Saturday, May 31, 2014

Tenzing Hero of Everest Presentation 29th May 2014

Tenzing's life in pictures on 100th birth anniversary

IANS | Kolkata May 29, 2014 Last Updated at 18:12 IST

A photographic presentation here Thursday brought to life the triumphant moments of the first successful ascent of Mount Everest by Edmund Hillary and Tenzing Norgay, on the Nepali sherpa's 100th birth anniversary.

The event also commemorated the 61st anniversary of the historic feat.

New Zealander Hillary and Norgay reached the 8,850-metre summit of Everest May 29, 1953 as part of the ninth British expedition to attempt scaling the world's tallest peak.

The mountaineers stayed at the summit for about 15 minutes before beginning the long trek down the mountain.

Hillary and Norgay blazed a trail that has been followed by nearly 6,200 climbers.

Hillary (1919-2008) was 33 when he conquered Everest. Norgay, born in May 1914, was 39. After the epoch-making event May 29, the sherpa decided to celebrate his birthday on the same date every year.

Sujoy Das, a veteran photographer of the Himalayas, showcased Norgay's extraordinary life through pictures at an art
gallery here. The pictures were sourced from various collections across the world as well from the sherpa's own archives.

Norgay passed away in 1986 in Darjeeling, West Bengal, at the age of 72.

"We have got photographs from the 1953 climb, as well as from earlier expeditions in the 1920s and 1930s. There are
photos of Tenzing Norgay's days in Darjeeling as well," Das, who has been trekking in the Himalayas for the last 30 years, told IANS.

The show is a dedication to the grit and glory of the sherpas, the ethnic group living at the foot of the mountains, who are preferred by foreigners for Himalayan expeditions due to their physical strength as well as for their honesty.

The boom in commercial expeditions since the 1990s has led to an increased demand for the tough guides of the mountains. However, this has also put the lives of the sherpas in danger.

The death of 13 sherpas and the disappearance of three in an avalanche on Everest last month has brought to the fore the extreme conditions they are exposed to.

"They are the ones who do the actual groundwork. But because of the rise in the number of expeditions, the mountain ranges have become overcrowded. Regulations and controls are needed to ensure safety of the climbers," Das said.

More than 300 people have died on Everest since the first successful climb in 1953.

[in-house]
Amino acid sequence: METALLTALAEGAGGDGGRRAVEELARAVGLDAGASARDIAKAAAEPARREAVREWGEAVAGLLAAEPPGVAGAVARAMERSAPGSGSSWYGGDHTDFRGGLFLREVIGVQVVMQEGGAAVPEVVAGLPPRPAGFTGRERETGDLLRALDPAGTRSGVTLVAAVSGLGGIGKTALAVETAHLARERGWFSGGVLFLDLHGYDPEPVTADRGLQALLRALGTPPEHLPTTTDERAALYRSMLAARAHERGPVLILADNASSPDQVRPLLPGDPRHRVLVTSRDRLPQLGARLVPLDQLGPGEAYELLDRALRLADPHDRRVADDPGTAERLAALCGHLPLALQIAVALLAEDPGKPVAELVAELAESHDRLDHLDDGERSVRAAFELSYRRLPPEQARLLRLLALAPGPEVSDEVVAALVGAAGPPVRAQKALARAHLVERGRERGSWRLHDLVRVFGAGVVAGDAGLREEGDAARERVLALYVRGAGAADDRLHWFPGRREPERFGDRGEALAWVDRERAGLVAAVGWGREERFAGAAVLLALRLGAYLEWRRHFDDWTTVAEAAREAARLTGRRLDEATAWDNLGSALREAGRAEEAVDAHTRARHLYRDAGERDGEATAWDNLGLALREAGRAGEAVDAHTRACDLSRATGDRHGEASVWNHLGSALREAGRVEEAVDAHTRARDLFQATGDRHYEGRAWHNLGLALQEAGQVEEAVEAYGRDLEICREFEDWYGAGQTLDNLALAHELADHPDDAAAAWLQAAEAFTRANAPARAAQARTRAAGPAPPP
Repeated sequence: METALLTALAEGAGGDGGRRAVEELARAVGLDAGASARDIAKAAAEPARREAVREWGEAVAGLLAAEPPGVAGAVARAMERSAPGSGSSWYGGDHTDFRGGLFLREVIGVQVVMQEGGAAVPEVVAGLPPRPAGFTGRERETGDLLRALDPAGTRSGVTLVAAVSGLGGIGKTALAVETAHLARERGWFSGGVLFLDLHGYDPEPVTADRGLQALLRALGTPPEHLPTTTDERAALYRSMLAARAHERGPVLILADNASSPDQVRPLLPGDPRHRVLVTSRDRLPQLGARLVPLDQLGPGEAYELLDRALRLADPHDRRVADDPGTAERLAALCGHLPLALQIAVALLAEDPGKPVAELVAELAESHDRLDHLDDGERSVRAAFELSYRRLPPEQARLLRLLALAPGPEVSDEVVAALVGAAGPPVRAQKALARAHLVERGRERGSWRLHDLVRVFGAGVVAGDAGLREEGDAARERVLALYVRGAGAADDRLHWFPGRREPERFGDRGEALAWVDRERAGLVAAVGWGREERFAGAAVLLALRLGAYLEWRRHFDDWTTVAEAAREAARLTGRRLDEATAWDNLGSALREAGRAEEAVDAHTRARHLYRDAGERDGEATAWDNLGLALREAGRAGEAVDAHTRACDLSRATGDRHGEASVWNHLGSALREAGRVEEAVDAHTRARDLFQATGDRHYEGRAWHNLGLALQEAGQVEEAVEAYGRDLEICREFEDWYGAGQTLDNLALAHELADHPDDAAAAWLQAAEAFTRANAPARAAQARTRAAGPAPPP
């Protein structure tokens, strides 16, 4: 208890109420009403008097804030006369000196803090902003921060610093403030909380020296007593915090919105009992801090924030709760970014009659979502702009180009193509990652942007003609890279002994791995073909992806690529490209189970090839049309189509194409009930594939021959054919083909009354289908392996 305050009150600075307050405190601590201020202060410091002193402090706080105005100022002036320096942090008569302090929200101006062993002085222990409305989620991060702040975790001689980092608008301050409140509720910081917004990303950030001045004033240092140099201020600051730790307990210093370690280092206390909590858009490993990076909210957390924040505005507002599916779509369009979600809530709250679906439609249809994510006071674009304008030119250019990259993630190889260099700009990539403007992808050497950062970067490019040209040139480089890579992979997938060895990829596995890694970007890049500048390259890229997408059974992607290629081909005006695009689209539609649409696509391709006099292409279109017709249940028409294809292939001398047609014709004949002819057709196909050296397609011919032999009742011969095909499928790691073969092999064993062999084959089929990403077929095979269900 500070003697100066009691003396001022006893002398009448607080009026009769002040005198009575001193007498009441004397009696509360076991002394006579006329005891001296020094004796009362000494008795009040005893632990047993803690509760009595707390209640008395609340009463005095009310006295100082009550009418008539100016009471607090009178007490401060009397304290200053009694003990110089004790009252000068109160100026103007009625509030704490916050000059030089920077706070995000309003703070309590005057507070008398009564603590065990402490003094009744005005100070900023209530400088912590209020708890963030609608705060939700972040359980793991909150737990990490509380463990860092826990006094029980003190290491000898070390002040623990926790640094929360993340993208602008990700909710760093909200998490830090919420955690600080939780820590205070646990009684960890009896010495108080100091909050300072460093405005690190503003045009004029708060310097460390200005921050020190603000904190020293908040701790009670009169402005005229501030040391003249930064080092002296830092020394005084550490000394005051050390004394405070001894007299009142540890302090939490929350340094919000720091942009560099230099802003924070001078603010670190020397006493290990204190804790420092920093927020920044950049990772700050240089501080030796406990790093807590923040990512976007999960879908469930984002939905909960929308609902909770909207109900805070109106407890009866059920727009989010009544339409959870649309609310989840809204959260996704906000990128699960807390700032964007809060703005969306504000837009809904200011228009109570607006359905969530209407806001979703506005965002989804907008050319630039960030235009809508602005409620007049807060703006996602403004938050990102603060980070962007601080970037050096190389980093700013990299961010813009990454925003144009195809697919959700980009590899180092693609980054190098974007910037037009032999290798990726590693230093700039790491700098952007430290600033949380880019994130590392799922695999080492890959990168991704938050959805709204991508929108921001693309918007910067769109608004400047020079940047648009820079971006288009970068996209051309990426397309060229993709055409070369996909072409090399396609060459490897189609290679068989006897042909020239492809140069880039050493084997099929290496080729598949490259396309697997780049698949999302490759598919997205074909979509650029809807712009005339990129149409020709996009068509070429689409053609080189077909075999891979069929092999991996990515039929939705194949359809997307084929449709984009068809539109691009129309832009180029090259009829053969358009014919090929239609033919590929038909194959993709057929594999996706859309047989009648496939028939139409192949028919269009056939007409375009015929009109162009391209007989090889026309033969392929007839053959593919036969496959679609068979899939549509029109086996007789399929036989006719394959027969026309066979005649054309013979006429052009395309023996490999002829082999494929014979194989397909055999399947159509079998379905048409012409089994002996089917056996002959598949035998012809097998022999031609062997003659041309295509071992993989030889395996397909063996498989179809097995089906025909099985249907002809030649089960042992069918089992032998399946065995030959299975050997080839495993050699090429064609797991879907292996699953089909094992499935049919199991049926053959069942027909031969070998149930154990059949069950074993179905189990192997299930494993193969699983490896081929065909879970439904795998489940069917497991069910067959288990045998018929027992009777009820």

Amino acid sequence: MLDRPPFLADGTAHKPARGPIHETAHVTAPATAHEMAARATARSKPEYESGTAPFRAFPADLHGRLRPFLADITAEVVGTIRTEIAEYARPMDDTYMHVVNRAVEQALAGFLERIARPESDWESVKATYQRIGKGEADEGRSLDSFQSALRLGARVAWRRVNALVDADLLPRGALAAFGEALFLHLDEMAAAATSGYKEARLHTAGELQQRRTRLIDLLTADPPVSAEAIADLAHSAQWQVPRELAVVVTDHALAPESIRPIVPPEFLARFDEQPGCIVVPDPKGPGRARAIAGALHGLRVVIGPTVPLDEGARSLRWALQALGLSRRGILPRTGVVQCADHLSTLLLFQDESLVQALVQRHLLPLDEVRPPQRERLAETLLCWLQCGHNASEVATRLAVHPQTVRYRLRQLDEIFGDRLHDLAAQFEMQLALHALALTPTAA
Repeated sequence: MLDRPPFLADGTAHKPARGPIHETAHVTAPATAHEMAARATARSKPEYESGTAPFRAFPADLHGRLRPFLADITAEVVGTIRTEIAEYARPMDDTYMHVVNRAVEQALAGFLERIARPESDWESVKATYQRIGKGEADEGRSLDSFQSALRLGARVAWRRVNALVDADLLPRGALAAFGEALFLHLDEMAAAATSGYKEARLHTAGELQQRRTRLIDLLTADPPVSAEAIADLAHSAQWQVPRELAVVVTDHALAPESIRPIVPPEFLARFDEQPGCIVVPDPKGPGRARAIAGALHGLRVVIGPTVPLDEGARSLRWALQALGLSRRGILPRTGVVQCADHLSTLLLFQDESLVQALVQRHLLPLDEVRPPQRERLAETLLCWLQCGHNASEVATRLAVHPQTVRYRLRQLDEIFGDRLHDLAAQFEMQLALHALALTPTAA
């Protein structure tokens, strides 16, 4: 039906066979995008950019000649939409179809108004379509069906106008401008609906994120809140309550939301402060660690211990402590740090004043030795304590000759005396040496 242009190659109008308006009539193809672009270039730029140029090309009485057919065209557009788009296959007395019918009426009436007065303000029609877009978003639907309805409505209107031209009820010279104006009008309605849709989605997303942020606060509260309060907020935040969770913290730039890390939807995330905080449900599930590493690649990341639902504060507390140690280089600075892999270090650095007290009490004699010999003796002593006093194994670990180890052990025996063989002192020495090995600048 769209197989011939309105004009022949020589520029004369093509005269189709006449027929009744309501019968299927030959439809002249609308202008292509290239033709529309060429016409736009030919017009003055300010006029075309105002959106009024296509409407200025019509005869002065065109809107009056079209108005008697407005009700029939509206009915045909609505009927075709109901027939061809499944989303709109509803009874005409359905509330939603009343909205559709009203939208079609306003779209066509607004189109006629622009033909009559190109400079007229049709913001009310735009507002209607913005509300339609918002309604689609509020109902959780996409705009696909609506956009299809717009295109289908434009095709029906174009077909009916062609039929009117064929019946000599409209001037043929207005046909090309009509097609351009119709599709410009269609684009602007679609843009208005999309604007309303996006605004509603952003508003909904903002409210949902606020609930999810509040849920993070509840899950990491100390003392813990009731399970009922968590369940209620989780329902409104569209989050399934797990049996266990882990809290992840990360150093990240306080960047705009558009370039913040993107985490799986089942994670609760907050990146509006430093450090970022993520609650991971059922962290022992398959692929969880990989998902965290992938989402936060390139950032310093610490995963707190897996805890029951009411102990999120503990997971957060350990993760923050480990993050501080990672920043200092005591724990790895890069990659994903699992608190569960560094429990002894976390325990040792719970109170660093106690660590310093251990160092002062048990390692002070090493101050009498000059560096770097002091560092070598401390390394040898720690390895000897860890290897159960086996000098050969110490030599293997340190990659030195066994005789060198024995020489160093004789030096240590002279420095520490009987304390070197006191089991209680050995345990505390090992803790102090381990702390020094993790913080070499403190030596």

Saturday, May 24, 2014

Tenzing Norgay - Hero of Everest May 29th 2014

Tenzing Norgay was born in Tibet in 1914. On the occasion of his birth centenary, I am presenting a one hour slide show on his life and climbs. All are welcome!

Saturday, May 17, 2014

Kathmandu Bookshops

One of the reasons why I enjoy going to Kathmandu is to visit the bookshops. The city has some fine stores with an excellent collection of Himalayan literature, maps and guide books. Here are three of my favourite bookshops.

Pilgrims Book House
The original Pilgrims which was a Kathmandu institution was burned down  in 2013 and this is a  new bookshop not far from the old one, opposite to the famous Helenas Restaurant. The bookshop has possibly the best collection of books on the Himalayas including some old and rare titles. Tel: +977 1 4221546;  +977 9803926019;

Tibet Book Store
As the name suggests, this bookshop is for  all books on Tibet and Buddhism! Located on Tridevi Marg next to the high end trekking stores like North Face and Mountain Hardwear, it is also covers other regions of the Himalaya. Tel: 977 1 4415788;

Himalayan Map House 
An expert on maps and guide books in the Himalaya, the Himalayan Map House is located across the road from the Hot Breads bakery in Thamel. The collection is vast and includes the laminated Great Himalayan Trail maps as well.  Tel: 977 14231220; 977 1 4244965;;

Happy browsing!

Saturday, May 10, 2014

The Everest Icefall Tragedy April 2014

Everest and the Khumbu icefall 
An abbreviated version of this article appears in The Hindu Business Line Blink on May 9th 2014

" No part of the South Col route was feared more by the climbers than the Icefall... the mass of ice splinters into a jumble of huge tottering blocks called seracs, some as large as office buildings... each trip through the Icefall was like playing  a round of Russian Roulette: sooner or later any given serac was going to fall over without warning" John Krakauer in Into Thin Air

One sunny day in June 1922, George Mallory from the second British Everest expedition was leading a team of climbers and sherpas up to the North Col of Everest.  Around six hundred feet below the Col, the slope suddenly gave way without any warning and within seconds seven expedition sherpas had lost their lives.  None of the British climbers died in the avalanche. The disaster prompted Howard Somervell, an expedition member, to comment “Only Sherpas and Bhotias killed- why oh why could not one of us, Britishers, share their fate?" The expedition leader, Colonel Bruce, paid Rs 250 each as compensation to the families of the sherpas!

On April 18th 2014, just after dawn, another deadly avalanche swept down the west shoulder of Everest and entombed sixteen sherpas in the Khumbu icefall. The sherpas, part of a team known as “icefall doctors”, were maintaining the route though the deadly Icefall, a job which Outside magazine claimed as being twelve times more dangerous than a U.S. soldier in the Iraq war!  This was the worst disaster on Everest in the history of the mountain. Compared to foreign clients who would possibly pass through the icefall a few times, an expedition sherpa makes around thirty terrifying trips throughout the climbing season.


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